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After Dark, the winning project in the inaugural IK Prize is revealed at Tate Britain
The robots are equipped with lights, a camera, sensors and motors allowing them to sneak through the galleries in the dark.
LONDON.- After Dark, the winning project of the inaugural IK Prize 2014 was unveiled this week at Tate Britain. The Prize, supported by the Porter Foundation, is a new annual prize presented by Tate which celebrates digital creativity and seeks to widen access to art through the application of digital technology.

After Dark has been created by design studio The Workers (Tommaso Lanza, Ross Cairns and David Di Duca) who were inspired to re-create the experience of being alone in the gallery after dark using digital technology. This online experience invites people all over the world to view Tate Britain’s galleries online at night through four camera-equipped robots roaming the gallery spaces, connecting audiences with art in the BP Walk Through British Art. Live online for five consecutive nights from 13 August, the project allows the public to view the robots on their journey through the artworks and a number of visitors will be able to remotely control their movements. A first-person, real-time video feed and live commentary is being streamed to all visitors on the After Dark website. This is the first project of its kind in a museum or gallery setting.

The robots are equipped with lights, a camera, sensors and motors allowing them to sneak through the galleries in the dark. An onboard computer streams their vision through the internet in real-time and responds to commands. The Robots have been created in collaboration with RAL Space (who work alongside the UK Space Agency - UKSA), a world-leading centre for the research and development of space exploration technologies.

Colonel Chris Hadfield, former commander of the International Space Station, who performed a rendition of David Bowie’s Space Oddity while aboard the station has been the first person to navigate the robots, doing this from his home in Toronto.

The Workers said: ‘We were thrilled to be part of this ambitious and open initiative. After Dark combines behind-the-scenes intrigue with a sense of exploration. The project will give people all over the world a unique experience of 500 years of British art. Our experience of making the project has been rewarding, challenging and made possible thanks to the close and enthusiastic collaborations we have had with various teams across Tate Britain.’

Jane Burton, Creative Director, Tate Media commented: ‘The Workers’ inspired robotic takeover of Tate Britain gets right to the heart of what the IK prize stands for, coupling oustanding digital creativity with the imaginative use of technology to bring art to ever wider audiences. Their proposal really captured the jurors’ attention with its playfulness and technical ambition, and they have delivered on every count. We’re looking forward to introducing new visitors from all over the world to Tate Britain. After all, who hasn’t dreamed of wandering through a museum, alone, at night?’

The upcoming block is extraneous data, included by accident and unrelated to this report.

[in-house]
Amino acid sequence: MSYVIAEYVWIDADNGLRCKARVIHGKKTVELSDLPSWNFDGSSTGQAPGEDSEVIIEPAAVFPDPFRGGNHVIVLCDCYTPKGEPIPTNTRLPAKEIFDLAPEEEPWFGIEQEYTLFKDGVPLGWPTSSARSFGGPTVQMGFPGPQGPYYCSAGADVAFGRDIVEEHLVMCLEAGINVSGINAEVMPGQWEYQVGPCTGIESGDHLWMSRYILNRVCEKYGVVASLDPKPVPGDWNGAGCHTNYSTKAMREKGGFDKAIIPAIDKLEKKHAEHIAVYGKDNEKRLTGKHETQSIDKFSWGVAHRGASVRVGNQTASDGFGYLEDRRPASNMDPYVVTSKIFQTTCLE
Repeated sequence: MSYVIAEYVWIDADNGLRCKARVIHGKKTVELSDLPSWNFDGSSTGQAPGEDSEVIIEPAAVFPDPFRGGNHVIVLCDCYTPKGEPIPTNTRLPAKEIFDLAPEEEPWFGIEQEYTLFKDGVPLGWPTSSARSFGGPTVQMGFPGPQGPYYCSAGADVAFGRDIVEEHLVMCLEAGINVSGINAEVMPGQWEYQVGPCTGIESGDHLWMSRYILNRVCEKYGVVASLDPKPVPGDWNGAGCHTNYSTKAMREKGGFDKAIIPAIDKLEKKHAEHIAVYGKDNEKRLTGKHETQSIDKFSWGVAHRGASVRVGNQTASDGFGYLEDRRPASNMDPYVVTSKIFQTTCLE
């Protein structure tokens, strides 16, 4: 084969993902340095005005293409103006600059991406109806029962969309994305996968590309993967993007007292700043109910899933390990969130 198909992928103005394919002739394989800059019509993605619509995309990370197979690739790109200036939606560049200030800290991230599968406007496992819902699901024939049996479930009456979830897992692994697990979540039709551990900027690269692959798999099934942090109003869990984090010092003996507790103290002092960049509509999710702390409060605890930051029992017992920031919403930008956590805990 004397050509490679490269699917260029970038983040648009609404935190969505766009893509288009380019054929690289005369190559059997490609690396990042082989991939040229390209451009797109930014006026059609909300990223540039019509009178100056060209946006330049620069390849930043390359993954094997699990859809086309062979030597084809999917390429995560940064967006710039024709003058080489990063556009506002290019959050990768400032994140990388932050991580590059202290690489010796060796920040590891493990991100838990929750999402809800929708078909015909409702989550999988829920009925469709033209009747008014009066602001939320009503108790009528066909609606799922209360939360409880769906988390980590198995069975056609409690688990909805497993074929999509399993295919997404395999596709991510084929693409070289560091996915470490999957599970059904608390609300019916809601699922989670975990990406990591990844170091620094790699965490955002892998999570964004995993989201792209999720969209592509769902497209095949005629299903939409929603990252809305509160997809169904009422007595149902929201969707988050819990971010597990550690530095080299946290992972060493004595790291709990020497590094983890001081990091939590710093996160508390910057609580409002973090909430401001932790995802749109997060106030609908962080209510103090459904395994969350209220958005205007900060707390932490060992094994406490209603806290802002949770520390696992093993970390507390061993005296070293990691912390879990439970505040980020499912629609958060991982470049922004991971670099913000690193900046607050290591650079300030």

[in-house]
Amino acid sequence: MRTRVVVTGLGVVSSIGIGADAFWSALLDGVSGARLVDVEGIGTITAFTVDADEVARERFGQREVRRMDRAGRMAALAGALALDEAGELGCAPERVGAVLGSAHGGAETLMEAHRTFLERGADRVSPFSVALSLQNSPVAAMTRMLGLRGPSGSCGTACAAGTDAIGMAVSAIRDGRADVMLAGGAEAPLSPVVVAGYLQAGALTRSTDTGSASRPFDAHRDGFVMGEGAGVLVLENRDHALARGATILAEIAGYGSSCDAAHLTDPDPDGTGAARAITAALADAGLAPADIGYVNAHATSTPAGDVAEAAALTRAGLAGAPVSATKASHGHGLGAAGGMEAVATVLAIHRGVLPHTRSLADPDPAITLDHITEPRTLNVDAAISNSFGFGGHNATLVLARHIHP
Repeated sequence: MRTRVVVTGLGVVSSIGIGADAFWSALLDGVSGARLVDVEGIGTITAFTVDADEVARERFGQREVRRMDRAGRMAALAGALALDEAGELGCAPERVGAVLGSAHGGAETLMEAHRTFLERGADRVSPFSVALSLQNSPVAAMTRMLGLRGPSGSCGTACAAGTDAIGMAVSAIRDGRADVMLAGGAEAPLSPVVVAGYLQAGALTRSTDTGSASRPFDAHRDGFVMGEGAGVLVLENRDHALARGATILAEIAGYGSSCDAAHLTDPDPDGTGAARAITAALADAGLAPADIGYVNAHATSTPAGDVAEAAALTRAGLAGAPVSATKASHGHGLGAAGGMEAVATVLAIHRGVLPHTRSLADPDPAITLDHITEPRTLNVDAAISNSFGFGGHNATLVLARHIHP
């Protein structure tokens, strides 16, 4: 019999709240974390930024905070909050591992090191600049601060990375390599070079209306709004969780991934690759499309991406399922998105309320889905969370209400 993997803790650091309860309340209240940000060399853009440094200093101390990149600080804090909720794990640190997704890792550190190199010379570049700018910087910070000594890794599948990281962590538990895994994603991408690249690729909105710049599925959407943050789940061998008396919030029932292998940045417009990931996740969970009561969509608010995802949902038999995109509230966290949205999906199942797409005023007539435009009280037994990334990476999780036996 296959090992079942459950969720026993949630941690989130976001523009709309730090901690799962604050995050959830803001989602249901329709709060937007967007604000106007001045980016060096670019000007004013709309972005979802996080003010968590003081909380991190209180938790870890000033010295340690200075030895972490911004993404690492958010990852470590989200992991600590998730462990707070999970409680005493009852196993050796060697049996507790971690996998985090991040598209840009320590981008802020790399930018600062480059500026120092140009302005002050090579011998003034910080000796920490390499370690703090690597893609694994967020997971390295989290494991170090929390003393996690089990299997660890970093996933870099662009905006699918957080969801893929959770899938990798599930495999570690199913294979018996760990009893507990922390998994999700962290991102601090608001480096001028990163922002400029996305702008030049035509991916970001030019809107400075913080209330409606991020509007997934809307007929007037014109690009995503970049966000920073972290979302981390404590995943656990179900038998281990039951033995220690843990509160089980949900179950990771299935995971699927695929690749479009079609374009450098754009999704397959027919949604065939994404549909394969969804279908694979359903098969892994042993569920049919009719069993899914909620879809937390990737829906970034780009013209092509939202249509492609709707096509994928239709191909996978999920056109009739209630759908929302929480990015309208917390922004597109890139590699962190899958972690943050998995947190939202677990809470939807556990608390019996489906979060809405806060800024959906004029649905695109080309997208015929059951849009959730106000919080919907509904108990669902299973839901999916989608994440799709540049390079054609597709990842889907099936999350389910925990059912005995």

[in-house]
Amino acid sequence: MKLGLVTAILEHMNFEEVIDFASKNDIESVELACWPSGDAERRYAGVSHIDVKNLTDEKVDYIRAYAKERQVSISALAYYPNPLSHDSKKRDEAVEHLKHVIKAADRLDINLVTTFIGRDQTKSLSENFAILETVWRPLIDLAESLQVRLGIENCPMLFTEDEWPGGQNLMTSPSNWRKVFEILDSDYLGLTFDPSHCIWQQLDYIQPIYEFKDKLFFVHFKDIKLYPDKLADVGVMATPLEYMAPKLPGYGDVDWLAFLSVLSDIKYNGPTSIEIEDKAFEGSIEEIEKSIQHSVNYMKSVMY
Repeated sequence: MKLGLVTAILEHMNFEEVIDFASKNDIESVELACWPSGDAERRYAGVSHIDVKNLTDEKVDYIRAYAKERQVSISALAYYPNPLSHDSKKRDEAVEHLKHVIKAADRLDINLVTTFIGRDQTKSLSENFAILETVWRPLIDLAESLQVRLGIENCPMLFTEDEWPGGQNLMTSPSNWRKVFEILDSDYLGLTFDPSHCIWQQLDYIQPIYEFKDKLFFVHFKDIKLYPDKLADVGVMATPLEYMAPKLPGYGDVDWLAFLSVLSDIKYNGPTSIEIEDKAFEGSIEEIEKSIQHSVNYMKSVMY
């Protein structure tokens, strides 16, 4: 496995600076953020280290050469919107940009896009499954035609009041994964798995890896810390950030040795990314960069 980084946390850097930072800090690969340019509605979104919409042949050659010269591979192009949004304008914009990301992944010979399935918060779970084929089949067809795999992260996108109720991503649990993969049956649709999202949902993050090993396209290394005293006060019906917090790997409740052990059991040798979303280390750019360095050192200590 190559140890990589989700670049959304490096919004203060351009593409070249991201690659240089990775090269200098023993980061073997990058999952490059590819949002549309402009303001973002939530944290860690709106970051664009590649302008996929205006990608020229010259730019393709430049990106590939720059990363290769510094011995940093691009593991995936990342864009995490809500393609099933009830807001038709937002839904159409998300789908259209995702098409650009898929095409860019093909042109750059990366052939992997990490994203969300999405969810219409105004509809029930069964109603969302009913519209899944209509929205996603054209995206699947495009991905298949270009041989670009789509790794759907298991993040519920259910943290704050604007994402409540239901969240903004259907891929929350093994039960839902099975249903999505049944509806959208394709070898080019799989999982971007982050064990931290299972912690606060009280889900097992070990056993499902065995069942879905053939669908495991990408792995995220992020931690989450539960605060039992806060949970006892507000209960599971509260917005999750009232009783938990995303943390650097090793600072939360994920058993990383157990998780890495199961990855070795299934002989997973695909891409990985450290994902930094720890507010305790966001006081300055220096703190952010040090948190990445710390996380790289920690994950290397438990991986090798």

After Dark was chosen by a panel of industry experts from a shortlist of four proposals. The winner was given a prize of £10,000 and a £60,000 development budget to realise a project that will connect audiences with the Tate collection.

The Workers is a digital product design studio founded in 2011 by Tommaso Lanza and Ross Cairns after leaving the Royal College of Art. The studio has produced work for, among others, Bibliothéque Design, Jason Bruges, APFEL, the London Olympics and the Berlin Natural History Museum. Their work spans multiple disciplines, from product design to web through native applications for iOS as well as bespoke visual applications for exhibitions and interactive installations.

The IK Prize, named in memory of the philanthropist Irene Kreitman, celebrates creative talent in the digital industry. Supported by the Porter Foundation, the Prize is presented by Tate to a team, company or individual for an original idea that uses the power of digital technology to connect Tate’s collection of 500 years of British Art to a wider audience.






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